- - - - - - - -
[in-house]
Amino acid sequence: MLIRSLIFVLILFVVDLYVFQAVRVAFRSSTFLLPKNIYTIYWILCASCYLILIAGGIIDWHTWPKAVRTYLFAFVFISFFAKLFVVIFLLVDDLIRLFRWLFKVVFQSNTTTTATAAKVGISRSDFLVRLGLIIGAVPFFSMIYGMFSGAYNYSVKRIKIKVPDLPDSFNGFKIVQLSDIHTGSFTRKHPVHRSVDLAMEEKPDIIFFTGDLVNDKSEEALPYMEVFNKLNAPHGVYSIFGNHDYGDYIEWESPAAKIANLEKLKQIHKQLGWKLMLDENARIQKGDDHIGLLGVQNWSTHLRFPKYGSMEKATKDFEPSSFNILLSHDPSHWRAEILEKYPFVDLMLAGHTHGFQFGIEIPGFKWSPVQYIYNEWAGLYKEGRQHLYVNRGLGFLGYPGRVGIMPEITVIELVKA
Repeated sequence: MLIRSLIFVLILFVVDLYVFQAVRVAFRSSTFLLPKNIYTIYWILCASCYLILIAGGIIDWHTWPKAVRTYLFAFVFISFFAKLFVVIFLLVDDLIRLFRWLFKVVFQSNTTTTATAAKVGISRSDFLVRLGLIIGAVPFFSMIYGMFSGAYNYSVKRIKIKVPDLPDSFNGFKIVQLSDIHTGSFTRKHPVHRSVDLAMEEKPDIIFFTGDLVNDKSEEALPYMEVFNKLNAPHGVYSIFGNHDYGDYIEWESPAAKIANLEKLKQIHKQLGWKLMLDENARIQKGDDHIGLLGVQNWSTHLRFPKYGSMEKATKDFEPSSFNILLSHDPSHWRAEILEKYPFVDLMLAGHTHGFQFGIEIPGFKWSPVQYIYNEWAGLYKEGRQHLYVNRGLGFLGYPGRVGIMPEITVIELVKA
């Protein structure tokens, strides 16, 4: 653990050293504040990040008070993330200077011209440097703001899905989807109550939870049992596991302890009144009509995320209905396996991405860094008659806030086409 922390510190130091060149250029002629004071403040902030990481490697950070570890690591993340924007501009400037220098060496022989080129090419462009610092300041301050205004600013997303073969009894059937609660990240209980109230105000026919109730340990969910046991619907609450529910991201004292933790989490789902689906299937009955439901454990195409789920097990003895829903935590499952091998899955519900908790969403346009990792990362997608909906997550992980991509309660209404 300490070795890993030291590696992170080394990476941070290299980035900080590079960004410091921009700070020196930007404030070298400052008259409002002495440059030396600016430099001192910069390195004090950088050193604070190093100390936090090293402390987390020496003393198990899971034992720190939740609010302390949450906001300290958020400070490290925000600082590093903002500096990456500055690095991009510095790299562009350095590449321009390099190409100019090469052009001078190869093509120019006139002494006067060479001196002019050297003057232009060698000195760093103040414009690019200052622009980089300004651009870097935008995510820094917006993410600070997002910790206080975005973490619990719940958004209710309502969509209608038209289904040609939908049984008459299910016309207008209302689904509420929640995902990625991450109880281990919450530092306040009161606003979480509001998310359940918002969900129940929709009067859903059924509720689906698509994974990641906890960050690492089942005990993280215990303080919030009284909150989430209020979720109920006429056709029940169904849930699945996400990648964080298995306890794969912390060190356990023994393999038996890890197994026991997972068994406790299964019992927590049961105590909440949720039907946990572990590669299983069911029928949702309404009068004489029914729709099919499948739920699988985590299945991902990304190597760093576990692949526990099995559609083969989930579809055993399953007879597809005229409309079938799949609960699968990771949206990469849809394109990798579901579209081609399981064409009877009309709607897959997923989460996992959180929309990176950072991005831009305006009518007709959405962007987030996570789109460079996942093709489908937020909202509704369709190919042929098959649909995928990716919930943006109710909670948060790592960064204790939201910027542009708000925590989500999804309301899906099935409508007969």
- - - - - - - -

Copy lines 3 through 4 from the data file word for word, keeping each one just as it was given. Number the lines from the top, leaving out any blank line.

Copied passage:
Repeated sequence: MLIRSLIFVLILFVVDLYVFQAVRVAFRSSTFLLPKNIYTIYWILCASCYLILIAGGIIDWHTWPKAVRTYLFAFVFISFFAKLFVVIFLLVDDLIRLFRWLFKVVFQSNTTTTATAAKVGISRSDFLVRLGLIIGAVPFFSMIYGMFSGAYNYSVKRIKIKVPDLPDSFNGFKIVQLSDIHTGSFTRKHPVHRSVDLAMEEKPDIIFFTGDLVNDKSEEALPYMEVFNKLNAPHGVYSIFGNHDYGDYIEWESPAAKIANLEKLKQIHKQLGWKLMLDENARIQKGDDHIGLLGVQNWSTHLRFPKYGSMEKATKDFEPSSFNILLSHDPSHWRAEILEKYPFVDLMLAGHTHGFQFGIEIPGFKWSPVQYIYNEWAGLYKEGRQHLYVNRGLGFLGYPGRVGIMPEITVIELVKA
């Protein structure tokens, strides 16, 4: 653990050293504040990040008070993330200077011209440097703001899905989807109550939870049992596991302890009144009509995320209905396996991405860094008659806030086409 922390510190130091060149250029002629004071403040902030990481490697950070570890690591993340924007501009400037220098060496022989080129090419462009610092300041301050205004600013997303073969009894059937609660990240209980109230105000026919109730340990969910046991619907609450529910991201004292933790989490789902689906299937009955439901454990195409789920097990003895829903935590499952091998899955519900908790969403346009990792990362997608909906997550992980991509309660209404 300490070795890993030291590696992170080394990476941070290299980035900080590079960004410091921009700070020196930007404030070298400052008259409002002495440059030396600016430099001192910069390195004090950088050193604070190093100390936090090293402390987390020496003393198990899971034992720190939740609010302390949450906001300290958020400070490290925000600082590093903002500096990456500055690095991009510095790299562009350095590449321009390099190409100019090469052009001078190869093509120019006139002494006067060479001196002019050297003057232009060698000195760093103040414009690019200052622009980089300004651009870097935008995510820094917006993410600070997002910790206080975005973490619990719940958004209710309502969509209608038209289904040609939908049984008459299910016309207008209302689904509420929640995902990625991450109880281990919450530092306040009161606003979480509001998310359940918002969900129940929709009067859903059924509720689906698509994974990641906890960050690492089942005990993280215990303080919030009284909150989430209020979720109920006429056709029940169904849930699945996400990648964080298995306890794969912390060190356990023994393999038996890890197994026991997972068994406790299964019992927590049961105590909440949720039907946990572990590669299983069911029928949702309404009068004489029914729709099919499948739920699988985590299945991902990304190597760093576990692949526990099995559609083969989930579809055993399953007879597809005229409309079938799949609960699968990771949206990469849809394109990798579901579209081609399981064409009877009309709607897959997923989460996992959180929309990176950072991005831009305006009518007709959405962007987030996570789109460079996942093709489908937020909202509704369709190919042929098959649909995928990716919930943006109710909670948060790592960064204790939201910027542009708000925590989500999804309301899906099935409508007969």